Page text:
After speaking of the HBO series Girls and its brilliant stupidity, I received nothing but remarks about how following that show must be indicative of deep depravity on my part—even though I called the show crap in my title. In my post, I took the show seriously because I think what is not shocking in this show is its depiction of the shallowness of contemporary youthful attempts at finding love. I agree that the show represents a more or less accurate take on of today’s life of love, albeit in a saving wry comedic manner. What I take issue with is the fact that the show cannot do anything imaginative about this situation other than show the boring, stupid lives of its characters in a way which simply reproduces these very same lame conditions.
I am not the one to gainsay the sage commentary that many made on my obvious remarks about the dry humor found in Girls. Apparently I am a hipster conservative who needs to embrace his manliness due to the sin of admitting to watching the truly insipid Sex and the City.
I will not defend the shows Girls and Sex and the City other than to demonstrate my own depravity with a personal reminiscence that could only show the perdition of my liking these shows in the first place.
I was in 8th grade in 1981 and the Sony Walkman had just come out. My parents weren’t as generous as some of my peers’ parents, so I had no Walkman. My peers be-bopped around listening to The Police and The Gogos on cassette tapes—or for the “deeper” types they listened to the 1980 version of The Doors Greatest Hits. Meanwhile I was musically deprived at school. At home I was discovering the Who, the Beatles, Led Zeppelin, and the Rolling Stones, but at school music was all lame music all the time–e.g., Catholico-Pop songs like “On Eagles’s Wings” (I don’t know the composer).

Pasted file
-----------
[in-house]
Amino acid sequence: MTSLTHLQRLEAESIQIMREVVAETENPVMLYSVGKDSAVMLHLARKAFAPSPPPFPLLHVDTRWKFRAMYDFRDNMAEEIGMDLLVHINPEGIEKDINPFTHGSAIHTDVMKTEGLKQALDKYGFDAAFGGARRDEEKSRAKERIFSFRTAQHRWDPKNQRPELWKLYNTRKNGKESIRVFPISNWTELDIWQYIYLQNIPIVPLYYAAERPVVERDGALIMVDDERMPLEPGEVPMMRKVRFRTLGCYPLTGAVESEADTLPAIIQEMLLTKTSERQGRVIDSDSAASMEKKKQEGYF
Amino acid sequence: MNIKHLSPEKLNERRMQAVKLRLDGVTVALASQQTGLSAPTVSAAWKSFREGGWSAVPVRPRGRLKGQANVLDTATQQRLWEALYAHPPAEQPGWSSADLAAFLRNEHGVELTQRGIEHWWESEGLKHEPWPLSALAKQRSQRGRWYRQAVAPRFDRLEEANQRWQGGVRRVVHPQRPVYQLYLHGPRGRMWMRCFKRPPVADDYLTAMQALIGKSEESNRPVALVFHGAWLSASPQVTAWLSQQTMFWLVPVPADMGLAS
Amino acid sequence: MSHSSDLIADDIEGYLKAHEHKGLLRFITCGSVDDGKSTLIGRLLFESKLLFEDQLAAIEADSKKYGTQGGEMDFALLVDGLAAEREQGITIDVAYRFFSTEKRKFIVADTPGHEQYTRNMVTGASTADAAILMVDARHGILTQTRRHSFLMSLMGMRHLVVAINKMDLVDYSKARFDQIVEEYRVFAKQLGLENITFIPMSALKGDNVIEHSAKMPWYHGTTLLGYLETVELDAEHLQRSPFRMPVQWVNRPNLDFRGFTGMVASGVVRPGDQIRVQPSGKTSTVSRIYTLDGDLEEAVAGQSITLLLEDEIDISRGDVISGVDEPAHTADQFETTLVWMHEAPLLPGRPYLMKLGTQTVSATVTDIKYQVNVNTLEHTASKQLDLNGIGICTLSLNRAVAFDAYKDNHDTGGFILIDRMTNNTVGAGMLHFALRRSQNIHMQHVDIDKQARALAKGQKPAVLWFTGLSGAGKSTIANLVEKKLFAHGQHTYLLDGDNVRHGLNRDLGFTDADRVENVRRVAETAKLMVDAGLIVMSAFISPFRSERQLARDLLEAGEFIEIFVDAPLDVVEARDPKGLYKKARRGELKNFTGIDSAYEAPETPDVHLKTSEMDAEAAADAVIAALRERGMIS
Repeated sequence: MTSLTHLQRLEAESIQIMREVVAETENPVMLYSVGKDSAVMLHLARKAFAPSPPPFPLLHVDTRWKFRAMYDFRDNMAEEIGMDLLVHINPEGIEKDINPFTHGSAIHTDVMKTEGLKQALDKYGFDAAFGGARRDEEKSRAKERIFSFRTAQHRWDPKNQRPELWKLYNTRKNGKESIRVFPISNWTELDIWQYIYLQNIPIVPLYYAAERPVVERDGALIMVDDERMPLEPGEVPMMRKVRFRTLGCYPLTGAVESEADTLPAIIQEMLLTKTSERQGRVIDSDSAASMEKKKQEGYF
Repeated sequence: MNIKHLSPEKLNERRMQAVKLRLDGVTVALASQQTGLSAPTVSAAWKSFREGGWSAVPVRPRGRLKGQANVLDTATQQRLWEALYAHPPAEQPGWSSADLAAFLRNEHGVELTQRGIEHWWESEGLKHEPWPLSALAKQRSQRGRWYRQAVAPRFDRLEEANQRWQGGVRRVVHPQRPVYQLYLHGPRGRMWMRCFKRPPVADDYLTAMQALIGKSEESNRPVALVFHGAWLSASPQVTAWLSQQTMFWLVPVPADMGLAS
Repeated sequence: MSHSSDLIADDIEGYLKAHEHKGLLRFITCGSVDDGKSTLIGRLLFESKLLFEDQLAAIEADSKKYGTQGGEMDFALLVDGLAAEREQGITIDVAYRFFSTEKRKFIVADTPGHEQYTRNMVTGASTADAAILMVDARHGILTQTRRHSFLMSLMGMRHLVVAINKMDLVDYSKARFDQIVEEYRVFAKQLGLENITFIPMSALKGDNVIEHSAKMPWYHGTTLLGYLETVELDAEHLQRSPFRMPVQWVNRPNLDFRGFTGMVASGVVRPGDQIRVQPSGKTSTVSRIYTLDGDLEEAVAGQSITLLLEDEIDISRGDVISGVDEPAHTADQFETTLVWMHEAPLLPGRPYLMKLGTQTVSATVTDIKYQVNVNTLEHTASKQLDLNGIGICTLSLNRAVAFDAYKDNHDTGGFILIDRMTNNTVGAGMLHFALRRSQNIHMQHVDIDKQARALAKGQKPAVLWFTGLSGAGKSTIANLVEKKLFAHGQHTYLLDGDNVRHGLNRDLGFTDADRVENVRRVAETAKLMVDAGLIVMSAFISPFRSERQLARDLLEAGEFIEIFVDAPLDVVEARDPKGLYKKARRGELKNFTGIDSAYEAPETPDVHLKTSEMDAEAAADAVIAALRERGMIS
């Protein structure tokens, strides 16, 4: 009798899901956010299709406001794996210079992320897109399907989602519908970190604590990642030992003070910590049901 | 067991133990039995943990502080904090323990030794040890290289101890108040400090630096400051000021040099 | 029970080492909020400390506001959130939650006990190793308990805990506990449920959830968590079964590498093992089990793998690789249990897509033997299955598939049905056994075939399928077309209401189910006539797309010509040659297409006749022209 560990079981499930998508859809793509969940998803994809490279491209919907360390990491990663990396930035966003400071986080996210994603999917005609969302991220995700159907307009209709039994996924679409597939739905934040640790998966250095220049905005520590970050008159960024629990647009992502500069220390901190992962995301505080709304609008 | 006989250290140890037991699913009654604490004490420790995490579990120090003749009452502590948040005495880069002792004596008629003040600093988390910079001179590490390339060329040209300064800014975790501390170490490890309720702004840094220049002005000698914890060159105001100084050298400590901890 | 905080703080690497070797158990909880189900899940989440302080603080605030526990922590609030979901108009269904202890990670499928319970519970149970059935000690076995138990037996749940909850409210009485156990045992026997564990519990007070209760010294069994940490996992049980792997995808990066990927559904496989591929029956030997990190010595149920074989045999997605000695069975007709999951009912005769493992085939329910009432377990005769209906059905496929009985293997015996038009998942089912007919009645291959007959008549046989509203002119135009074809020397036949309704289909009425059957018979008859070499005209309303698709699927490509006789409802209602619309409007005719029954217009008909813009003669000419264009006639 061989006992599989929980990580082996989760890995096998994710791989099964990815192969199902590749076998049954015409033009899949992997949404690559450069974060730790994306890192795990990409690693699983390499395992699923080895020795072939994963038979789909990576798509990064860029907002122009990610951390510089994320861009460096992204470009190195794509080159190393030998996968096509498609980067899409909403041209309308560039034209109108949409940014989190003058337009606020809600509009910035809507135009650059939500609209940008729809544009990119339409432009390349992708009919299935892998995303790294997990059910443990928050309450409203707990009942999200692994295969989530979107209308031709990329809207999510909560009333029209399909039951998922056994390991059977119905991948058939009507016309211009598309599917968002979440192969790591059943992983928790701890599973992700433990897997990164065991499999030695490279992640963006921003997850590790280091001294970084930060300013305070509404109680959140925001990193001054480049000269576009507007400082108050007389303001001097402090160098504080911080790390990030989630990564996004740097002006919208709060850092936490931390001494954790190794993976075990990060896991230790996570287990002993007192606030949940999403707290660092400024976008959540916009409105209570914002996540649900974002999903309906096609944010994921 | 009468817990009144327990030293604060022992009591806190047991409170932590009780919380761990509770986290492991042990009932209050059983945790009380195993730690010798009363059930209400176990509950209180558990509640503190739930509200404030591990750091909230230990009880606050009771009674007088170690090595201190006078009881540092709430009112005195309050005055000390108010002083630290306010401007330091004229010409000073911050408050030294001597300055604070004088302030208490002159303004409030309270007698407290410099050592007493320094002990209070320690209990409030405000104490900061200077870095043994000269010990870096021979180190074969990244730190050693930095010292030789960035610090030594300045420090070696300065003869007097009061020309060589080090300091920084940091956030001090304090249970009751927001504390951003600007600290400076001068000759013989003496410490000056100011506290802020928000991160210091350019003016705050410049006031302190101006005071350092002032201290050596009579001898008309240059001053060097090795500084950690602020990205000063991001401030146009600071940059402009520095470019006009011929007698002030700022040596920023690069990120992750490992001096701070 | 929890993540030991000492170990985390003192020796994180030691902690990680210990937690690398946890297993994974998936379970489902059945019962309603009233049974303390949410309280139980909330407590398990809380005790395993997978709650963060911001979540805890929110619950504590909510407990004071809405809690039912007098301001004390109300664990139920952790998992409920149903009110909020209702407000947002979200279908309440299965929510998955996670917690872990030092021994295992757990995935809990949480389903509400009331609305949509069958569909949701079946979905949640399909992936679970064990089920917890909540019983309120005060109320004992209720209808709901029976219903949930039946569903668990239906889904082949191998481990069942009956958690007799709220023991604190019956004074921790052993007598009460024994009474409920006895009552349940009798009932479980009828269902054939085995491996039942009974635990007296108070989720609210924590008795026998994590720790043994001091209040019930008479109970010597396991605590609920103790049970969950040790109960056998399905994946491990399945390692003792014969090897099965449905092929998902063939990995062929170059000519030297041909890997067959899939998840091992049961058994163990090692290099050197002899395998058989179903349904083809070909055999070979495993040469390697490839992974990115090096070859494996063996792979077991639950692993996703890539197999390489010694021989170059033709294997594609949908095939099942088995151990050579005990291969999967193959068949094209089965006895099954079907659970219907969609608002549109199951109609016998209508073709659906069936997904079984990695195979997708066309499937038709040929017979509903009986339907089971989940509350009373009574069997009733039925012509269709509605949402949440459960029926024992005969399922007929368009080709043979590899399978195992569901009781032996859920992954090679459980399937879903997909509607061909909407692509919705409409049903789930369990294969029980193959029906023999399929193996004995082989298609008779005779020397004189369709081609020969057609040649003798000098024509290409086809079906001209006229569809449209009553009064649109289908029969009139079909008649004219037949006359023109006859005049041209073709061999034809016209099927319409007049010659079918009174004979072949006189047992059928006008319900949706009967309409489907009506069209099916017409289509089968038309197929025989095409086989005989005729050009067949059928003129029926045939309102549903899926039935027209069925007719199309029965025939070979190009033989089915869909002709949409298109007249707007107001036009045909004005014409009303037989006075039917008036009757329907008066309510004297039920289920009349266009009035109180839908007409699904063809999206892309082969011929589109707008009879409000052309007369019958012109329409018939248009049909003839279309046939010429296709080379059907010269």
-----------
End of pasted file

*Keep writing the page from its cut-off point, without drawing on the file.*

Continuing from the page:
At any rate, I say this because one day in Catholic school “Religion” class a very nice teacher, Sister Peggy, decided to take us students on a “trip.” Now I don’t know what this sweet young woman was up to, but I wasn’t having anything to do with it. This “trip” was considered appropriate for 12 and 13 year olds in “Religion” class, but I had visions of late night TV and the Roger Corman movie starring Peter Fonda in my head. So I wanted nothing to with this “trip.”
Now compared to math, English, and science, “Religion” class at this Catholic school was a break from rigor, except Sr. Peggy made it too silly for my 12 year old jadedness to even take a break from that.
A friend of mine luckily loaned me his Walkman for class, and instead of taking Sr. Peggy’s “trip” with my classmates—a “trip” with dimmed light, goofy music, stars on the ceiling, and pictures of Jesus projected on the wall—I listened to The Cars’s album Shake It Up. While everyone else took the “trip,” I took my own trip.
Sr. Peggy offered a big “trip,” but I took the “big vacation.”
I’ve often wondered what the hell Sr. Peggy was up to with her “trips,” but at the time I was glad I was able to go elsewhere than she wanted me to go with a friend’s borrowed Walkman.
Since then, I always hated too cool for school—“I’m down with the kids”—type religious teachers. I can do with youth culture on my own time. I always wanted something else from education and “Religion” class. But not receiving that, I listened to the rock music of the day on my own time in my own ears. I was uneducable in terms of what was considered to be education at the time.
So you should watch Girls, not because it is what conservatives like to watch, but because it is relatively accurate regarding the mores such as they are about youth today (and for that matter, the youth of 30 years ago). Besides, in doing so, you can take your own “trip.”
That said, I’m gonna take Bob Cheeks advice and start watching reruns of the X Files on Sunday nights!